Title: Oral History Interview with Mabel Williams, August 20, 1999. Interview K-0266.
Interviewer: Cecelski, David
Interviewee: Williams, Mabel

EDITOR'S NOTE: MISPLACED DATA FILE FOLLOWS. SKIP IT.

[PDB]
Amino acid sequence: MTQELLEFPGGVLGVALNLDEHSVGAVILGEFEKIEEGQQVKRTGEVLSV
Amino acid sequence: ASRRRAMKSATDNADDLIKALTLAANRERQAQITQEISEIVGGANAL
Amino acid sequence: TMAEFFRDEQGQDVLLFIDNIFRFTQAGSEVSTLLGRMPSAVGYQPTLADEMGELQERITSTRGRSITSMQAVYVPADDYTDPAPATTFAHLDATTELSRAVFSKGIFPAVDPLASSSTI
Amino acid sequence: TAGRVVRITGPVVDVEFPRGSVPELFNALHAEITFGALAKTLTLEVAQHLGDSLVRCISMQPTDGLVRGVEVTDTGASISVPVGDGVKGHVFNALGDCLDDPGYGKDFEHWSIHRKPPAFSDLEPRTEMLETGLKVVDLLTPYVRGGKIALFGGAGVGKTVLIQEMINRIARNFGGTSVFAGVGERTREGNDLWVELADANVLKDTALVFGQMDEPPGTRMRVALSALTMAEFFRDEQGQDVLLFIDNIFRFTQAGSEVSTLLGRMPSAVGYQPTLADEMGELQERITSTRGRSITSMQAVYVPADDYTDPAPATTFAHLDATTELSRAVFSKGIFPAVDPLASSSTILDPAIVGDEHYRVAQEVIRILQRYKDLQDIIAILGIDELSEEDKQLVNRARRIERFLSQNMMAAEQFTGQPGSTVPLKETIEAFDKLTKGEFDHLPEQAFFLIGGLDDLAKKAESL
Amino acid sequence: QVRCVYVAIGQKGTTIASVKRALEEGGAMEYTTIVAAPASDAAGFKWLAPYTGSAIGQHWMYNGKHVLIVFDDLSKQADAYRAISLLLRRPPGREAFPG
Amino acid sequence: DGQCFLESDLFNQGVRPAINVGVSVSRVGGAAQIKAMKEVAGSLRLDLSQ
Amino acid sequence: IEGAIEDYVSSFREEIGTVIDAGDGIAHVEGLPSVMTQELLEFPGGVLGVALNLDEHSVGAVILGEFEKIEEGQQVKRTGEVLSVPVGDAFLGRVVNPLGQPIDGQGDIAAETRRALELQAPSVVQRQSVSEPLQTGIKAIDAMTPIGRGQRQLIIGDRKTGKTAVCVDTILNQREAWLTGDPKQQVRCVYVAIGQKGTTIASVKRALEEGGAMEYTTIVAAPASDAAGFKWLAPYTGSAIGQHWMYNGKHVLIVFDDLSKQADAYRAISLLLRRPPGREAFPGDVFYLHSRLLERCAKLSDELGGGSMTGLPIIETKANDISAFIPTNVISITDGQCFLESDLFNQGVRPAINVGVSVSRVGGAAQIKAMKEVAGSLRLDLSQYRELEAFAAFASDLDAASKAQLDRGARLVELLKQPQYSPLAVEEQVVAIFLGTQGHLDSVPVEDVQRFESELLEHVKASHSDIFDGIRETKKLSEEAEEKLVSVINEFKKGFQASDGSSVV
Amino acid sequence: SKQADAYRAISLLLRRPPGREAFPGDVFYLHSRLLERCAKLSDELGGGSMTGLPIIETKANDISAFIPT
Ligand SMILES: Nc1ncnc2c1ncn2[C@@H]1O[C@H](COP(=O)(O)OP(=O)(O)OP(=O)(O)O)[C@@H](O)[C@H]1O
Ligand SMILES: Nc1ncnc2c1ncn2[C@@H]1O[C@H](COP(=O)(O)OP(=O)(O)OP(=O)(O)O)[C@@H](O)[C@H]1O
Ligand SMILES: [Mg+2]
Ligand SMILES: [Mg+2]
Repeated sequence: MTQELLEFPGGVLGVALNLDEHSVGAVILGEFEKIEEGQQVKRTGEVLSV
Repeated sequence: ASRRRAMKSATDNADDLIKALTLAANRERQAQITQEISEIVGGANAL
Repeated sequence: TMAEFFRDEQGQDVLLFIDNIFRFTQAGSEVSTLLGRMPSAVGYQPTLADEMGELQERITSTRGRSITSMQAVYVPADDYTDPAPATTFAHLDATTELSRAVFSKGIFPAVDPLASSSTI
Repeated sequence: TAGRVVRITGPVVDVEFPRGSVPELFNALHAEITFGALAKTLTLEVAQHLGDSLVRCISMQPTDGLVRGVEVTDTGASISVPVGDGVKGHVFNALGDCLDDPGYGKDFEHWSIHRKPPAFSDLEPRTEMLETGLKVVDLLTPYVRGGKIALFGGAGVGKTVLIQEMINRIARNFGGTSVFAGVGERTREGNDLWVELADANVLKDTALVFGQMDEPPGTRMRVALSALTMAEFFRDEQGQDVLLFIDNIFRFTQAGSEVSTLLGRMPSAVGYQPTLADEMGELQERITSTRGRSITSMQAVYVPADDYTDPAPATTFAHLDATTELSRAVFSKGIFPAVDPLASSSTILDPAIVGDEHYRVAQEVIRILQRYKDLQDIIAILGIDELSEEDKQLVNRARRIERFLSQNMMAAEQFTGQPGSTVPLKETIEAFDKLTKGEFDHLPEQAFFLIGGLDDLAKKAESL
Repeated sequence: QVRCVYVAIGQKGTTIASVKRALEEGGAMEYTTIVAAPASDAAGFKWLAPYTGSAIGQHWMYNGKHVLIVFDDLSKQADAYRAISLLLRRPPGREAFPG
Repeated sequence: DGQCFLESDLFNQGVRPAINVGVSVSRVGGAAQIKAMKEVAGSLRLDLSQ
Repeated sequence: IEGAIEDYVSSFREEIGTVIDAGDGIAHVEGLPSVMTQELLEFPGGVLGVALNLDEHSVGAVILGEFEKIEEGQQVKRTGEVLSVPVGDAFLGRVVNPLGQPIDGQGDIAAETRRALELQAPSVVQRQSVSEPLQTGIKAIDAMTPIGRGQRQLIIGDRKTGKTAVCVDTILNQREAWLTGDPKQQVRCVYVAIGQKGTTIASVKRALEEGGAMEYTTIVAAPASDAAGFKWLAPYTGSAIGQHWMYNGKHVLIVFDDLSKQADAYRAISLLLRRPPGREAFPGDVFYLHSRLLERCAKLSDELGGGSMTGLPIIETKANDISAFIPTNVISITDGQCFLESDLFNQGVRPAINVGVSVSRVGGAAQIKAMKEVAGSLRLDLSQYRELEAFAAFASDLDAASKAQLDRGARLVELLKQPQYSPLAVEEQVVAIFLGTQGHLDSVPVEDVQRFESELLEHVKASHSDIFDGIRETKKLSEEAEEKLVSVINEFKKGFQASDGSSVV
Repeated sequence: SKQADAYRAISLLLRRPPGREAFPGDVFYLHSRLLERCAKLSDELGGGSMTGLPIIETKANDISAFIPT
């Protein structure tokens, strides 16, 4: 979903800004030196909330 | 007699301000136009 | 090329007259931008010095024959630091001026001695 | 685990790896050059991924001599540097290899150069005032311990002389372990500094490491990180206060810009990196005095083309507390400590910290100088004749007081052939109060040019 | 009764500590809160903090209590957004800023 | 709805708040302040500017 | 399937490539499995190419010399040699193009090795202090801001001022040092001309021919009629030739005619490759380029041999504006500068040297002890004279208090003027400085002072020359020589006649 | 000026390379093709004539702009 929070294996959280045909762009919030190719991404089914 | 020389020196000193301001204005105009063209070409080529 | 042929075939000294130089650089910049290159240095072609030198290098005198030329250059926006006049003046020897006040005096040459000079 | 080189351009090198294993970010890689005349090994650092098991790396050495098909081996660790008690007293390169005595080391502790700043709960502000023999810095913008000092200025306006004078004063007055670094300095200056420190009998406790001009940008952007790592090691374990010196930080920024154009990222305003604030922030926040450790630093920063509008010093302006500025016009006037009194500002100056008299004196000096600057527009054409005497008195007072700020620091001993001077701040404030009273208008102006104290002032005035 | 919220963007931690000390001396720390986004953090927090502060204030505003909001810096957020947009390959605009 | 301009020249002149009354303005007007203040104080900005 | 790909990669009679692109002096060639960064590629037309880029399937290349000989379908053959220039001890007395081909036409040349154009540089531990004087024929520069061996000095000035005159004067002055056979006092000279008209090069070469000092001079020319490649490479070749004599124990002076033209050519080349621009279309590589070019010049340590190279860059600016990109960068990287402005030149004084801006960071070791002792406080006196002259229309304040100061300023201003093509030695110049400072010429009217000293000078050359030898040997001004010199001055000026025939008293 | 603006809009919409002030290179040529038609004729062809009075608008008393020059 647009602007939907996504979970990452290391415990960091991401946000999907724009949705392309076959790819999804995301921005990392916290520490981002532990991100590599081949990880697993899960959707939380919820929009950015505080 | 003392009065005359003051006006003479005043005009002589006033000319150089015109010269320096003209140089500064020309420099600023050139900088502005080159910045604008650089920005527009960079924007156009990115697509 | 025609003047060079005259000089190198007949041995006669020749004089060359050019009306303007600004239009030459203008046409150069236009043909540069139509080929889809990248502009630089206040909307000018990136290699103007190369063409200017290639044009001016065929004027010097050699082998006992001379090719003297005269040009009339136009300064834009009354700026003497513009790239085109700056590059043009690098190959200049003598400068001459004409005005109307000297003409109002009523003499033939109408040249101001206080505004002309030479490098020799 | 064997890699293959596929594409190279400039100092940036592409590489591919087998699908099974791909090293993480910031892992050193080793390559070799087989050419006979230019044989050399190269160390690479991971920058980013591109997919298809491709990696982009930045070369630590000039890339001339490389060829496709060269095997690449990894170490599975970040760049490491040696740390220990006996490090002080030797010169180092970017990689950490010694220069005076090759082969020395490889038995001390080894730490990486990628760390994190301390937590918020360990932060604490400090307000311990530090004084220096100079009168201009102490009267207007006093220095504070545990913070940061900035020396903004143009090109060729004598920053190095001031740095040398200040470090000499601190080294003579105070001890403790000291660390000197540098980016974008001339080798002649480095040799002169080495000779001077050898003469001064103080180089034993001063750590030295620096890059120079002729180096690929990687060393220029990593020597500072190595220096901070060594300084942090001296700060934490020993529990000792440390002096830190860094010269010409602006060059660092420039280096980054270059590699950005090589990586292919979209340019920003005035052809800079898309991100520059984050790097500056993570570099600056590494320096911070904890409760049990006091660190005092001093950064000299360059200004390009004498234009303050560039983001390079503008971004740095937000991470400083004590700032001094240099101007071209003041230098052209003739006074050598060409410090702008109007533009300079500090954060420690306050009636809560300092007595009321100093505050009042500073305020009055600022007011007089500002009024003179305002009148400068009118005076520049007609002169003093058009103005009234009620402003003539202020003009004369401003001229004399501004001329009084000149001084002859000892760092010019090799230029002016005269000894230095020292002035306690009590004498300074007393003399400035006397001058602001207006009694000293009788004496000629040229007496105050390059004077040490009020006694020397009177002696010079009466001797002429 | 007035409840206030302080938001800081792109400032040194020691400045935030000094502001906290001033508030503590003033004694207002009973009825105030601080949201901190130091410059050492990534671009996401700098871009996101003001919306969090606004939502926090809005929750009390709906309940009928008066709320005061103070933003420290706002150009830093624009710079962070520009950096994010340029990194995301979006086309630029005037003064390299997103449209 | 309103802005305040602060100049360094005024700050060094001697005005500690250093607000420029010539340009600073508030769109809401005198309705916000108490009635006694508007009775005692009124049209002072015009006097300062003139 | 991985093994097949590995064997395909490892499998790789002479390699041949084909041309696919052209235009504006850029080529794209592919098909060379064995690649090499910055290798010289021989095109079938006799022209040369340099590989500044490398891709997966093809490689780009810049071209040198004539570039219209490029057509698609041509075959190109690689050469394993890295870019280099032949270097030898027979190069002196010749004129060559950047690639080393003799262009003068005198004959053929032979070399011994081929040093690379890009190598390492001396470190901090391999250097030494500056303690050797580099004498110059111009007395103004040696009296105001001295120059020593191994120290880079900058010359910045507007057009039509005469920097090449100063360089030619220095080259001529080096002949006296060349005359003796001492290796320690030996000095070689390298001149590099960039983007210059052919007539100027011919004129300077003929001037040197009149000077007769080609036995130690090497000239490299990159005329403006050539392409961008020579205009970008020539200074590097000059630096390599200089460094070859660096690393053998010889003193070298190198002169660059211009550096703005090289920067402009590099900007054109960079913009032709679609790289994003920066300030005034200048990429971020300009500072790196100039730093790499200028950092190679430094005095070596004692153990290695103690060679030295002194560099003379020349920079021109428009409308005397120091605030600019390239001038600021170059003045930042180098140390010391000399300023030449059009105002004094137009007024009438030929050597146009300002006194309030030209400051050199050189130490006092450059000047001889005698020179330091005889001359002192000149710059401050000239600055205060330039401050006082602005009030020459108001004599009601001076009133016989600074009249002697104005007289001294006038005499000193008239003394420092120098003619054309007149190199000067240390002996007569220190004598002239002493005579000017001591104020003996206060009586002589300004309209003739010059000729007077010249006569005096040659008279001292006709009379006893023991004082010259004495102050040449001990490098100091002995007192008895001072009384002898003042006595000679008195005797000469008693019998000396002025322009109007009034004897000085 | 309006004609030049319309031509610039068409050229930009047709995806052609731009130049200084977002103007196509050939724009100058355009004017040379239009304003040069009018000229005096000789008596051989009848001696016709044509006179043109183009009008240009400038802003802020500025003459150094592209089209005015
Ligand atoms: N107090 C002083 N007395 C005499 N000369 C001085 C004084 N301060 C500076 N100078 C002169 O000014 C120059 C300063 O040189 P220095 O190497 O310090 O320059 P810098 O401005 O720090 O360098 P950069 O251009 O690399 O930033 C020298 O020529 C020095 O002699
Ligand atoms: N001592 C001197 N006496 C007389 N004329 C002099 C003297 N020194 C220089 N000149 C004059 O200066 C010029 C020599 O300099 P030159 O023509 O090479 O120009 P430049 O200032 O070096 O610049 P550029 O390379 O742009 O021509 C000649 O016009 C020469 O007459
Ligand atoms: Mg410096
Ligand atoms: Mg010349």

Abstract: Mabel Williams paints a vivid picture of segregated Monroe, North Carolina, detailing the subjugation that ate away at African Americans' sense of self. Among those who resisted was Williams's husband, Robert, the descendant of a long line of assertive African Americans, who slept with a pearl-handled revolver under his pillow. Williams remembers Robert for much of this interview, describing how his militant, assertive conviction in racial equality clashed with the rigid segregationist mentality in Monroe. Unable to assimilate in the way that many African Americans did, Robert earned the ire of white city fathers, who prevented him from finding employment in a quest to injure him and his family and undermine his masculinity. The local newspaper stopped printing his letters, one of his only safety valves for expressing the frustrations that gave him migraine headaches. But these efforts at stifling Robert's activism failed; he only grew more determined to resist white supremacy, arming himself and training fellow African Americans in armed self-defense. Guns became an important part of the Williamses' lives, whether on Robert's hip or on the seat of the car next to Mabel. Thus protected, Robert organized demonstrations to desegregate an all-white swimming pool, and even ran for mayor. Williams eventually left not only Monroe, but the United States altogether. This interview is a detailed account of the life and work of one civil rights activist who believed in violent resistance in a time of nonviolent protest.